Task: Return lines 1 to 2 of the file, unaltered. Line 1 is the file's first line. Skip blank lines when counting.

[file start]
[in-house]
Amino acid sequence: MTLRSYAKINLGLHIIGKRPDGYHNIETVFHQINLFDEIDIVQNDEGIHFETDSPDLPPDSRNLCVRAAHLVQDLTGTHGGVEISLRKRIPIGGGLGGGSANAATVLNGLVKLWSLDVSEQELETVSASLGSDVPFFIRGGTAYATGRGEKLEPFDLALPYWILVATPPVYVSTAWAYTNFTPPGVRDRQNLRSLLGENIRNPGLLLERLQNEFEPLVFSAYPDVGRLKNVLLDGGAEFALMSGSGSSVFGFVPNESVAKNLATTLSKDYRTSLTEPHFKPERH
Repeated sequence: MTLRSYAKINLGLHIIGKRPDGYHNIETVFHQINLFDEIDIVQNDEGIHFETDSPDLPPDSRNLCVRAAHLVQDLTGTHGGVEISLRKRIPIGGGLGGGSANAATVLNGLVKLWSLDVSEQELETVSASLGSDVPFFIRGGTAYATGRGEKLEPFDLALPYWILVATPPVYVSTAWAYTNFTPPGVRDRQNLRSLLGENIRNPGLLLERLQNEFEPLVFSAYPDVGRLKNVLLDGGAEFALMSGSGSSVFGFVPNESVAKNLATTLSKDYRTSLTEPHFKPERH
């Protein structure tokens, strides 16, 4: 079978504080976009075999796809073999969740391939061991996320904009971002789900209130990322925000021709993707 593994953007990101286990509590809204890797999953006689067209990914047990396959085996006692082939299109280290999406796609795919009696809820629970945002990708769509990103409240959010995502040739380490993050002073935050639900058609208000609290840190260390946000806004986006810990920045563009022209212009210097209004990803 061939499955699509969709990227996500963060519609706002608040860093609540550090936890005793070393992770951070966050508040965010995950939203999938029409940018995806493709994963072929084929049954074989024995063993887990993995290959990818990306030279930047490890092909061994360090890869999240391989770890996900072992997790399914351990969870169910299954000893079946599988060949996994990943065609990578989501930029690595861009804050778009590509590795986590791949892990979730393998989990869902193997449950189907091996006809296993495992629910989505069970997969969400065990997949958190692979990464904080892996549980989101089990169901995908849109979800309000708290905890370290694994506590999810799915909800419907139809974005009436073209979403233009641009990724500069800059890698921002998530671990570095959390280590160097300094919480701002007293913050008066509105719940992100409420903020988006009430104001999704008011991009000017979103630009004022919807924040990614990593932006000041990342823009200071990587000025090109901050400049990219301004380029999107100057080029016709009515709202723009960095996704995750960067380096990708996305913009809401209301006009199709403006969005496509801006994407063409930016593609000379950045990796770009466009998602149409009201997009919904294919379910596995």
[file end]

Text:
[in-house]
Amino acid sequence: MTLRSYAKINLGLHIIGKRPDGYHNIETVFHQINLFDEIDIVQNDEGIHFETDSPDLPPDSRNLCVRAAHLVQDLTGTHGGVEISLRKRIPIGGGLGGGSANAATVLNGLVKLWSLDVSEQELETVSASLGSDVPFFIRGGTAYATGRGEKLEPFDLALPYWILVATPPVYVSTAWAYTNFTPPGVRDRQNLRSLLGENIRNPGLLLERLQNEFEPLVFSAYPDVGRLKNVLLDGGAEFALMSGSGSSVFGFVPNESVAKNLATTLSKDYRTSLTEPHFKPERH